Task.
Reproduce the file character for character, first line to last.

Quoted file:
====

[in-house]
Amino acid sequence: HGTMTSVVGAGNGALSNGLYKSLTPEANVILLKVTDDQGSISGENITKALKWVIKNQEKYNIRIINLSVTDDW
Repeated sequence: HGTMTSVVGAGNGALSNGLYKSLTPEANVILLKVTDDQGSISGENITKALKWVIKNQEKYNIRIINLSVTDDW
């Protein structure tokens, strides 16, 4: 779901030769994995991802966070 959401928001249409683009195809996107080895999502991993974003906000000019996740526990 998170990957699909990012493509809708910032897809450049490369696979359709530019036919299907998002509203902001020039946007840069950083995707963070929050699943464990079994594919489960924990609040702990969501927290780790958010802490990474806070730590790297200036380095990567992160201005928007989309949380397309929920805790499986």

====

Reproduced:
[in-house]
Amino acid sequence: HGTMTSVVGAGNGALSNGLYKSLTPEANVILLKVTDDQGSISGENITKALKWVIKNQEKYNIRIINLSVTDDW
Repeated sequence: HGTMTSVVGAGNGALSNGLYKSLTPEANVILLKVTDDQGSISGENITKALKWVIKNQEKYNIRIINLSVTDDW
């Protein structure tokens, strides 16, 4: 779901030769994995991802966070 959401928001249409683009195809996107080895999502991993974003906000000019996740526990 998170990957699909990012493509809708910032897809450049490369696979359709530019036919299907998002509203902001020039946007840069950083995707963070929050699943464990079994594919489960924990609040702990969501927290780790958010802490990474806070730590790297200036380095990567992160201005928007989309949380397309929920805790499986």